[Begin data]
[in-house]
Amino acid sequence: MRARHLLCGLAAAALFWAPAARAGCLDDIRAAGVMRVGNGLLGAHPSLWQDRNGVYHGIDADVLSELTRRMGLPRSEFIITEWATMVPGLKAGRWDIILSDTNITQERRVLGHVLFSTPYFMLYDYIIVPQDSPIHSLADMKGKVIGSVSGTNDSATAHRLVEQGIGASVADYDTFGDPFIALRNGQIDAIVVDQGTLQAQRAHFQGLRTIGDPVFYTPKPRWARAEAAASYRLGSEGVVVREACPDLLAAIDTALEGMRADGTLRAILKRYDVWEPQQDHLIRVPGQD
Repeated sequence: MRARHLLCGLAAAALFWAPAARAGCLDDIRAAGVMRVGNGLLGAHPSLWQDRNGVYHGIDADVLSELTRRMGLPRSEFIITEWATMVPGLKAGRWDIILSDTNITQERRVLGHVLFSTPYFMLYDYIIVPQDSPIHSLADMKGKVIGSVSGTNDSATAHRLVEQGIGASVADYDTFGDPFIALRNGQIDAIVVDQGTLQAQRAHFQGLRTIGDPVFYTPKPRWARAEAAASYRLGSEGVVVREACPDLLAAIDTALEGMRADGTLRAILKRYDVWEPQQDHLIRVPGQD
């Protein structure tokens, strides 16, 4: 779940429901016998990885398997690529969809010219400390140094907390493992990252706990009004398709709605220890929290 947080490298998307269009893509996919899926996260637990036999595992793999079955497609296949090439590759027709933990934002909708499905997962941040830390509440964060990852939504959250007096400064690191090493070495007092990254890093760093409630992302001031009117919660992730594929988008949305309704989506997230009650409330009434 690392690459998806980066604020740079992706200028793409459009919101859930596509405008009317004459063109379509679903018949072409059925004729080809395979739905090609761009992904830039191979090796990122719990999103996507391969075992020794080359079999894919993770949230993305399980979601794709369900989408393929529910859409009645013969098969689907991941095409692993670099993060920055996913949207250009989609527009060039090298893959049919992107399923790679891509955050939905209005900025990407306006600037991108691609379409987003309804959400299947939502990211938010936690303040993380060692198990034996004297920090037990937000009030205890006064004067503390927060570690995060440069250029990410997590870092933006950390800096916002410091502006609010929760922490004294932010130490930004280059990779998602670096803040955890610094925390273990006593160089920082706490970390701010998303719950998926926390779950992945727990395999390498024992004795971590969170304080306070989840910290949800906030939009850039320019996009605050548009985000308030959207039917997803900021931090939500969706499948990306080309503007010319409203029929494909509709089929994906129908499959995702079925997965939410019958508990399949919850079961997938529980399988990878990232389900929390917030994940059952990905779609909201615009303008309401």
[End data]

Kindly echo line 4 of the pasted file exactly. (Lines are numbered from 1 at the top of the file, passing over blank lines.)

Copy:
């Protein structure tokens, strides 16, 4: 779940429901016998990885398997690529969809010219400390140094907390493992990252706990009004398709709605220890929290 947080490298998307269009893509996919899926996260637990036999595992793999079955497609296949090439590759027709933990934002909708499905997962941040830390509440964060990852939504959250007096400064690191090493070495007092990254890093760093409630992302001031009117919660992730594929988008949305309704989506997230009650409330009434 690392690459998806980066604020740079992706200028793409459009919101859930596509405008009317004459063109379509679903018949072409059925004729080809395979739905090609761009992904830039191979090796990122719990999103996507391969075992020794080359079999894919993770949230993305399980979601794709369900989408393929529910859409009645013969098969689907991941095409692993670099993060920055996913949207250009989609527009060039090298893959049919992107399923790679891509955050939905209005900025990407306006600037991108691609379409987003309804959400299947939502990211938010936690303040993380060692198990034996004297920090037990937000009030205890006064004067503390927060570690995060440069250029990410997590870092933006950390800096916002410091502006609010929760922490004294932010130490930004280059990779998602670096803040955890610094925390273990006593160089920082706490970390701010998303719950998926926390779950992945727990395999390498024992004795971590969170304080306070989840910290949800906030939009850039320019996009605050548009985000308030959207039917997803900021931090939500969706499948990306080309503007010319409203029929494909509709089929994906129908499959995702079925997965939410019958508990399949919850079961997938529980399988990878990232389900929390917030994940059952990905779609909201615009303008309401």